Later On

A blog written for those whose interests more or less match mine.

Archive for November 10th, 2012

Very interesting comparison of poll performance

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One can see why the Gallup Poll organization got a bit snarky about Nate Silver: Gallup did a terrible job, and Silver spotted it. Look at the tables in this article.

Written by Leisureguy

10 November 2012 at 9:13 pm

Posted in Business, Science

Good grocery finds

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The Wife and did some grocery exploration: A trip to the Asian Market in Marina, which has an excellent selection. I got some instant dashi for my miso soups, also some miso and some gochujang (red chili paste), plus some frozen pickled saba (mackerel), a small can of smoked saba, 3 fresh Japanese eggplant, the excellent seaweed salad that my favorite sushi place also serves, and a bottle of the nigori sake I like.

Then to a produce market, which had fuyu persimmons at $0.89/lb (vs. $4.99/lb at Whole Foods), bitter melon (which Whole Foods no longer seems to carry), and all sorts of other good produce at quite modest prices. I loaded up with all I could carry, including about a 3-lb bag of persimmons, a bunch of collards, zucchini, 6 large Roma tomatoes, the bitter melon, a red pepper, … That’s all I can recall. Total: $7.25. A bargain. I know where I’ll be buying my produce now.

Very satisfying. I’ll be returning to both stores often.

Written by Leisureguy

10 November 2012 at 2:43 pm

Posted in Food

Repurposing library card-catalog cabinets

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Cute idea.

Written by Leisureguy

10 November 2012 at 2:35 pm

Posted in Daily life, Education

Life and deaths in China

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China has had a very grim recent history, as Ian Johnson points out in reviewing 5 recent books in the New York Review of Books:

Last summer I took a trip to Xinyang, a rural area of wheat fields and tea plantations in central China’s Henan province. I met a pastor, a former political prisoner, and together we made a day trip to Rooster Mountain, a onetime summer retreat for Western missionaries and later for Communist officials. From its peak we looked down on China’s Central Plains, which stretch six hundred miles up toward Beijing.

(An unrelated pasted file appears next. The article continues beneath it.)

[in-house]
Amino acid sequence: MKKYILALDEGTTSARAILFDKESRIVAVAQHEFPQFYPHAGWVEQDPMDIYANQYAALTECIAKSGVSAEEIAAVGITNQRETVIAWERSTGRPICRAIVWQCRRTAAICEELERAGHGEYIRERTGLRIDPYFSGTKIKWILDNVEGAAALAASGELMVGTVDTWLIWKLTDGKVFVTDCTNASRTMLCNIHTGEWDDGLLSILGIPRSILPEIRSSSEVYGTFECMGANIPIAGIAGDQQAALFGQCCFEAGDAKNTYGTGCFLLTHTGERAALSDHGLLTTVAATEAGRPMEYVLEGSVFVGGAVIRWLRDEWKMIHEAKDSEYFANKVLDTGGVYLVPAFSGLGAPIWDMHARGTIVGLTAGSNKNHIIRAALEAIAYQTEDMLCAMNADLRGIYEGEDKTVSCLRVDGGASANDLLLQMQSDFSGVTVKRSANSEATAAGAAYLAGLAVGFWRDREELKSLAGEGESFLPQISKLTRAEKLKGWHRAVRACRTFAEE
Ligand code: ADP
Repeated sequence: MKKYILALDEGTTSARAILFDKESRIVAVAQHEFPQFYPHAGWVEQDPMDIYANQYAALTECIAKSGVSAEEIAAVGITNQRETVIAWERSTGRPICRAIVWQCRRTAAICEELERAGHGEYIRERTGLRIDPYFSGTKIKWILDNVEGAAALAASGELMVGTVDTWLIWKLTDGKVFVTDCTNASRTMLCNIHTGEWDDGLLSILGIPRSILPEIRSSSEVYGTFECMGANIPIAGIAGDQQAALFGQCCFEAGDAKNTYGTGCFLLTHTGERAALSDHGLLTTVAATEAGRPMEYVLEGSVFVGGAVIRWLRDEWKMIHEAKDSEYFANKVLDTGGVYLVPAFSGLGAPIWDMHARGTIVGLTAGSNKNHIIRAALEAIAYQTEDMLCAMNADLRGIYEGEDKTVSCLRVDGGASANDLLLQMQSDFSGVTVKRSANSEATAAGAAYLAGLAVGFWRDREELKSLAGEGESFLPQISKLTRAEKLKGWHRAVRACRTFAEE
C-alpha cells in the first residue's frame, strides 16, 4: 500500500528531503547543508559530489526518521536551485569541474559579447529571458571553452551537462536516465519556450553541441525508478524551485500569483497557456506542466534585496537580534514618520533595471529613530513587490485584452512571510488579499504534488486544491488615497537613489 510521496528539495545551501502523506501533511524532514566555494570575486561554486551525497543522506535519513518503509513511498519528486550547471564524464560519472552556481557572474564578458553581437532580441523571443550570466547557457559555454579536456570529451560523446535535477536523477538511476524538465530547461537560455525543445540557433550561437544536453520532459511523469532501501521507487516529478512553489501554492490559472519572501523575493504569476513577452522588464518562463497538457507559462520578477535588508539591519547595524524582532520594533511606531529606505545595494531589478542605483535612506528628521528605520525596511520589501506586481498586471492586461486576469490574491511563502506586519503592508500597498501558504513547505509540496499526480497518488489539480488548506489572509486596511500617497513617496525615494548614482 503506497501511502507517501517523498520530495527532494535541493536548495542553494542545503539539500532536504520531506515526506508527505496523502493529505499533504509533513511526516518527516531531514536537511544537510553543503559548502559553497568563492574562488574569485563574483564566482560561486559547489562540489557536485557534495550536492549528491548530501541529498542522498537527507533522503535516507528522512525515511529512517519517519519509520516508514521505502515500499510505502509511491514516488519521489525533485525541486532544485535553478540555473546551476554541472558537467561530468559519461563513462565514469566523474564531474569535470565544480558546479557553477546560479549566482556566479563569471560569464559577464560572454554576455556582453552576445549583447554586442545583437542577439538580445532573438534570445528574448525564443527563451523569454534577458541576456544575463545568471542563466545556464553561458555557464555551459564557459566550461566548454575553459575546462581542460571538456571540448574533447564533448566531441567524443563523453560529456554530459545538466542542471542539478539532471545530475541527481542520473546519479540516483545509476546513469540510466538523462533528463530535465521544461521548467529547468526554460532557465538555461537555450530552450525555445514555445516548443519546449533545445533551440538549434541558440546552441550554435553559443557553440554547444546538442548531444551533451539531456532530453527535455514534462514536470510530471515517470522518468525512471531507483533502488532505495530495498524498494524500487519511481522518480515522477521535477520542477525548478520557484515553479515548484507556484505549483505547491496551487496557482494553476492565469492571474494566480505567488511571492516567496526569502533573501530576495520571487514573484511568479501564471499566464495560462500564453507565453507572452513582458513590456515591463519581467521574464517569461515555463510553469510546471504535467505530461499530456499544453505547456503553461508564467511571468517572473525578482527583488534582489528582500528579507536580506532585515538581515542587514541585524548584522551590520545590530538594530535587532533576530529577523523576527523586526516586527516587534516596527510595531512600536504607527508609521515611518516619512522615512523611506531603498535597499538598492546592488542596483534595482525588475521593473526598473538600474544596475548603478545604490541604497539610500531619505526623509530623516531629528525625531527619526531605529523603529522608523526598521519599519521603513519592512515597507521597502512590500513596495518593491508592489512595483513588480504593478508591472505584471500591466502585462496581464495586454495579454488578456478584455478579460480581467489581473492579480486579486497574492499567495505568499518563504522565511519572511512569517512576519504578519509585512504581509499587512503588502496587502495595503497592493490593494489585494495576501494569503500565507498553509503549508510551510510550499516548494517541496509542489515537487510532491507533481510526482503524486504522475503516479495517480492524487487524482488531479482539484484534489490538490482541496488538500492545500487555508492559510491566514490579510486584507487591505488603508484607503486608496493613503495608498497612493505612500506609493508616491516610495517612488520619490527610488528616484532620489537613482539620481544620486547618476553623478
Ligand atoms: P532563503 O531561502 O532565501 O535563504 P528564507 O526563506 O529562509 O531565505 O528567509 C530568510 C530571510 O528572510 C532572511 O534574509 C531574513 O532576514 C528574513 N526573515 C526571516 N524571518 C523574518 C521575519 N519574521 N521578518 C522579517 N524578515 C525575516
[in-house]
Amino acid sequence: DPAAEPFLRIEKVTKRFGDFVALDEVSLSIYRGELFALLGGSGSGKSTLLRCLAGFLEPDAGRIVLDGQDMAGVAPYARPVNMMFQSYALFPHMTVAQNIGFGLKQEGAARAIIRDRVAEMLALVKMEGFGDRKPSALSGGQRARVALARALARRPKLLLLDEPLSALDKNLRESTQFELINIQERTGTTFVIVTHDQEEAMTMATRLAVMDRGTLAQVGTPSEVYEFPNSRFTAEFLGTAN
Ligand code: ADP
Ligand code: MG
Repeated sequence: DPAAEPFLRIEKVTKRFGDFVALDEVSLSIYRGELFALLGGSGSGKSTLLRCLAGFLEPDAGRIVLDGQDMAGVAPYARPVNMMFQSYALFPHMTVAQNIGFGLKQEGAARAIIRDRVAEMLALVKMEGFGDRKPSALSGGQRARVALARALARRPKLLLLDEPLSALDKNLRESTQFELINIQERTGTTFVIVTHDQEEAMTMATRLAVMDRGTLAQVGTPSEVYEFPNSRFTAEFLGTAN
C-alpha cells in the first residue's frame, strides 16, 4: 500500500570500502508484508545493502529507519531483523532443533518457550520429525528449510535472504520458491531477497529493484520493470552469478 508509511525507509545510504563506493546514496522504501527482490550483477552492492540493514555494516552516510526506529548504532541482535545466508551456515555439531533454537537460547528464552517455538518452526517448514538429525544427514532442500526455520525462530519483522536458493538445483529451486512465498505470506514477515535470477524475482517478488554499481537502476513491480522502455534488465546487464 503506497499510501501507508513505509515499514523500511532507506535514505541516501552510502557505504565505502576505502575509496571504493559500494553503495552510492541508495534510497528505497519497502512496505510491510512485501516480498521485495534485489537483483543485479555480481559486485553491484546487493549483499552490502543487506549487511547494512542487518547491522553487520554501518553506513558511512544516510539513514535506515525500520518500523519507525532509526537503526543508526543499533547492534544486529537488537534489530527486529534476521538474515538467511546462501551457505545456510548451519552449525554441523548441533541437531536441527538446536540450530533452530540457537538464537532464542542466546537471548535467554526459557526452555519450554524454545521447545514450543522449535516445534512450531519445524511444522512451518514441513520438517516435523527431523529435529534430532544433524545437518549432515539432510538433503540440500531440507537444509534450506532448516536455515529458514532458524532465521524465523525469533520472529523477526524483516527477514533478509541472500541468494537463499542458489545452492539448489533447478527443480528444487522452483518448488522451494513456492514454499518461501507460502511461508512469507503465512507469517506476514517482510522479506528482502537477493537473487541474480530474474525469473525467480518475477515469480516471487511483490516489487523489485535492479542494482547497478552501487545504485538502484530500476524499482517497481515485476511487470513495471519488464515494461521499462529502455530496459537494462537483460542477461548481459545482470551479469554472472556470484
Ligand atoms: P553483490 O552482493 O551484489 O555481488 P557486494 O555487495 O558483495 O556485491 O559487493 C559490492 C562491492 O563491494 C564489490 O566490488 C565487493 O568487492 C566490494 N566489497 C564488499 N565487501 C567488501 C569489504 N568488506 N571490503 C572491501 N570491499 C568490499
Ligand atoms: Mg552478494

Over the past few decades, the region below us had become one of the centers of Christianity in China, and I asked him why. He said it was a reaction to the lawlessness and rootlessness in local society. “Henan is chaotic,” he said, “and we offer something moral amid so much immorality.”

I thought of the many scandals that have hit Henan province in recent years—the “AIDS villages” populated by locals who sold their blood to companies that reused infected needles, or the charismatic millennial movements that had sprung up. Crime is high and local officials notoriously brutal, running their districts like fiefdoms. But didn’t many other parts of China have such troubles?

“It’s different here,” he said slowly, looking at me carefully, trying to explain something very complex and painful that he wasn’t sure would be comprehensible. “Traditional life was wiped out around the time I was born, fifty years ago. Since then it has been a difficult area, with no foundation to society. Most people in China haven’t heard of this but here in Xinyang, people all know.

“It was called the Xinyang Incident. It destroyed this area like the wrath of God on Judgment Day.”

The Xinyang Incident is the subject of the first chapter of Tombstone: The Great Chinese Famine, 1958–1962, the Chinese journalist Yang Jisheng’s epic account of the worst famine in history. Yang conservatively estimates that 36 million people died of unnatural causes, mostly due to starvation but also government-instigated torture and murder of those who opposed the Communist Party’s maniacal economic plans that caused the catastrophe. Its epicenter was Xinyang County, where one in eight people died from the famine. The sixty pages Yang spends on Xinyang are a tour de force, a brutal vignette of people dying at the sides of roads, family members eating one another to survive, police blocking refugees from leaving villages, and desperate pleas ignored by Mao Zedong and his spineless courtiers. It is a chapter that describes a society laid so low that the famine’s effects are still felt half a century later.

Originally published in 2008, the Chinese version of Tombstone is a legendary book in China.1 It is hard to find an intellectual in Beijing who has not read it, even though it remains banned and was only published in Hong Kong. Yang’s great success is using the Communist Party’s own records to document, as he puts it, “a tragedy unprecedented in world history for tens of millions of people to starve to death and to resort to cannibalism during a period of normal climate patterns with no wars or epidemics.”

Tombstone is a landmark in the Chinese people’s own efforts to confront their history, despite the fact that the party responsible for the Great Famine is still in power. This fact is often lost on outsiders who wonder why the Chinese haven’t delved into their history as deeply as the Germans or Russians or Cambodians. In this sense, Yang is like Aleksandr Solzhenitsyn: someone inside the system trying to uncover its darkest secrets. . .

Continue reading.

Written by Leisureguy

10 November 2012 at 10:11 am

Posted in Daily life, Government

Republicans: Rational vs. Other

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Rational, reasonable Republicans are a pleasure: though I might disagree with various aspects of their political stance, having a challenge of my own ideas helps me examine the ideas and how I derived them and exposes weaknesses and contradictions in my thinking. This sort of political dialectic leads to stronger solutions and betters us all.

That sort of Republican was once more common, and they still survive—see this excellent account of the College Republicans at Fordham University and the way their invitation of Ann Coulter as a speaker worked out.